In the last instalment of how to start a blog, we looked at choosing and installing a WordPress Theme. As I’ve already mentioned, every theme has different options and so it would be impossible for me to cover how to customise your theme. It would be like me talking you through the controls of a car. Each car comes with different features such as air conditioning and memory seats and each of these features work differently in individual car models.
What I’d suggest, is to read the theme documentation and simply play around with the options until you get the look that you want.
Once you’re comfortable with your theme then I’d recommend taking the time to consider how your blog will be structured. A good structure makes for a good user experience and also helps with SEO. For this, we need to learn a little about pages, posts, categories and tags.
What Is The Difference Between Posts And Pages?
WordPress offers you, as a blogger, a couple of different ways to publish content. The first way is by publishing a page, the second is by publishing a post.
“But what is the difference between a post and a page?” I hear you ask. If I were to break it down into it’s most simple terms I’d explain it like this. A page is generally used for static content. By that, I mean pages that have a link on the main menu and that won’t generally change much. A good example of this is an about me page or a contact page. A post on the other hand is generally any other kind of content. Posts are date specific which allows them to be displayed in date order or reverse date order. In addition, Posts can be categorised so that lots of content can be easily grouped into categories with other related posts. Let’s take a closer look.
Understanding Blog Posts
Let’s assume for a moment that you’re blogging about pets. You may decide that you’re going to blog about Cats, Dogs and Reptiles. The beauty of posts is that they can be put into categories. With this in mind, we could create a category for each type of pet. So, we’d create three categories, Cats, Dogs, Reptiles. We could then create sub categories under these. So let’s take the dog category for now. We could create child or subcategories beneath the dog category for different breeds, such as Poodles, Yorkshire Terriers, Dobermans etc.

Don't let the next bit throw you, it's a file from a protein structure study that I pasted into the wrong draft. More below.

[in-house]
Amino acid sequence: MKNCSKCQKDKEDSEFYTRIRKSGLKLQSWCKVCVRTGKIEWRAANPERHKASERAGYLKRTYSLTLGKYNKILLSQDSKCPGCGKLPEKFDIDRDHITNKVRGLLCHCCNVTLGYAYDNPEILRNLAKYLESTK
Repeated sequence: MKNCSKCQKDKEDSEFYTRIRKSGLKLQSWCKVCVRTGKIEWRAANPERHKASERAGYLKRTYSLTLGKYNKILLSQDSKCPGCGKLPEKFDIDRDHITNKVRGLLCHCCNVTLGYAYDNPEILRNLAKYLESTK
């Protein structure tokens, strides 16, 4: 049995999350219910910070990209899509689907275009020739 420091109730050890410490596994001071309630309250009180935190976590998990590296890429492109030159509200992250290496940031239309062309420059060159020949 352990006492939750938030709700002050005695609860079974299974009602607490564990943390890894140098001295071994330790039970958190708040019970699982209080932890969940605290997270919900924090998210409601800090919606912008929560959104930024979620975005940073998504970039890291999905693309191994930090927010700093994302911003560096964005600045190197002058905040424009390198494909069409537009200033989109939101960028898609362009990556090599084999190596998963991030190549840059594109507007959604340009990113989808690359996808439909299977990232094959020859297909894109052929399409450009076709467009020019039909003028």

Whenever we publish a post, we can then choose which category it goes into when published and the link to that category can go on the menu as a drop down beneath the menu tab called dogs. This allows your readers to get to the content that interests them immediately.
One other thing that posts have is tags. You can think of tags as another way to organise your content. You can assign as many tags to a post as you wish although I’d advise no more than half a dozen.
When people visit your blog and click on a category or tag link on the menu, they’ll be taken to what is called an archive page. An archive page is simple a page on your website that lists all the posts that are in a certain category or that share a common tag. Usually the posts are shown as an excerpt, a thumbnail image and a read more link. Try it now, look at my menu above and choose Business Tips, this will take you to the business tips category. If you click on Blogging Tips, you’ll be taken to the category that all the blogging tips posts can be found. Does that make sense? The same thing works for tags, You’ll see under my post excerpts that there are some links in green that say “tagged with”. Click on one of the tags such as WordPress and you’ll be taken to an archive of blog posts that I’ve attributed a tag to called WordPress.